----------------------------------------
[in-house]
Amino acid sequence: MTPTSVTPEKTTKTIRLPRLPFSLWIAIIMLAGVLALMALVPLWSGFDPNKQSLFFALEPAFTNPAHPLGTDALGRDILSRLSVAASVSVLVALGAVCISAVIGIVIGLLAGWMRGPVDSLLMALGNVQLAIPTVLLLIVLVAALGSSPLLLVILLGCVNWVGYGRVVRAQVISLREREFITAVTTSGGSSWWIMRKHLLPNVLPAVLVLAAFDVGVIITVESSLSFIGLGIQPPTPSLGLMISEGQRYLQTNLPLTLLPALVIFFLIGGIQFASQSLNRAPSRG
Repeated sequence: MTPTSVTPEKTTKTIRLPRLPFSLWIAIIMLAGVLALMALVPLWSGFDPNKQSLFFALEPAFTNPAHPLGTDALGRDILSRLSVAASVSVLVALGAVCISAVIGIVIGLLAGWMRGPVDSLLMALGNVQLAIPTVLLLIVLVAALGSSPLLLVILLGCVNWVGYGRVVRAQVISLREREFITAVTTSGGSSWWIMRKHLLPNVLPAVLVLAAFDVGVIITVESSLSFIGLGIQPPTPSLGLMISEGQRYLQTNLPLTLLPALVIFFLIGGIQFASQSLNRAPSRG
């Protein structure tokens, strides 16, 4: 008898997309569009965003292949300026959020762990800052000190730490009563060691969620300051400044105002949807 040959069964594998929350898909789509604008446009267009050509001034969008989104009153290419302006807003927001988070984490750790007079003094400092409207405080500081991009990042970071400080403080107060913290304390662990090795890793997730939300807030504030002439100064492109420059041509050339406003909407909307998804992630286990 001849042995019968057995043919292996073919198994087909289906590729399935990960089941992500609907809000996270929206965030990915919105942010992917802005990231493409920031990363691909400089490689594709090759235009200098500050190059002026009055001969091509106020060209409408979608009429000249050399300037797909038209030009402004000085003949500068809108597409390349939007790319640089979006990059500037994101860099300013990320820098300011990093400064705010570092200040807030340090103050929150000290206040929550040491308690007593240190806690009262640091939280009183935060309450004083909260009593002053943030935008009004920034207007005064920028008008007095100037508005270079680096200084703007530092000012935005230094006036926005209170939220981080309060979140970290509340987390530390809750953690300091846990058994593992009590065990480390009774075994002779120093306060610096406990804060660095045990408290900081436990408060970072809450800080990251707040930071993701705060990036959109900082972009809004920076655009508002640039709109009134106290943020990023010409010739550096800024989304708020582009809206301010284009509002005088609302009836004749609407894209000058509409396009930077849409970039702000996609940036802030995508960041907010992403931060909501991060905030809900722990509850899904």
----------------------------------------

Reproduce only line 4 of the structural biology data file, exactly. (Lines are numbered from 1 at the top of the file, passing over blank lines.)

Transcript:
């Protein structure tokens, strides 16, 4: 008898997309569009965003292949300026959020762990800052000190730490009563060691969620300051400044105002949807 040959069964594998929350898909789509604008446009267009050509001034969008989104009153290419302006807003927001988070984490750790007079003094400092409207405080500081991009990042970071400080403080107060913290304390662990090795890793997730939300807030504030002439100064492109420059041509050339406003909407909307998804992630286990 001849042995019968057995043919292996073919198994087909289906590729399935990960089941992500609907809000996270929206965030990915919105942010992917802005990231493409920031990363691909400089490689594709090759235009200098500050190059002026009055001969091509106020060209409408979608009429000249050399300037797909038209030009402004000085003949500068809108597409390349939007790319640089979006990059500037994101860099300013990320820098300011990093400064705010570092200040807030340090103050929150000290206040929550040491308690007593240190806690009262640091939280009183935060309450004083909260009593002053943030935008009004920034207007005064920028008008007095100037508005270079680096200084703007530092000012935005230094006036926005209170939220981080309060979140970290509340987390530390809750953690300091846990058994593992009590065990480390009774075994002779120093306060610096406990804060660095045990408290900081436990408060970072809450800080990251707040930071993701705060990036959109900082972009809004920076655009508002640039709109009134106290943020990023010409010739550096800024989304708020582009809206301010284009509002005088609302009836004749609407894209000058509409396009930077849409970039702000996609940036802030995508960041907010992403931060909501991060905030809900722990509850899904």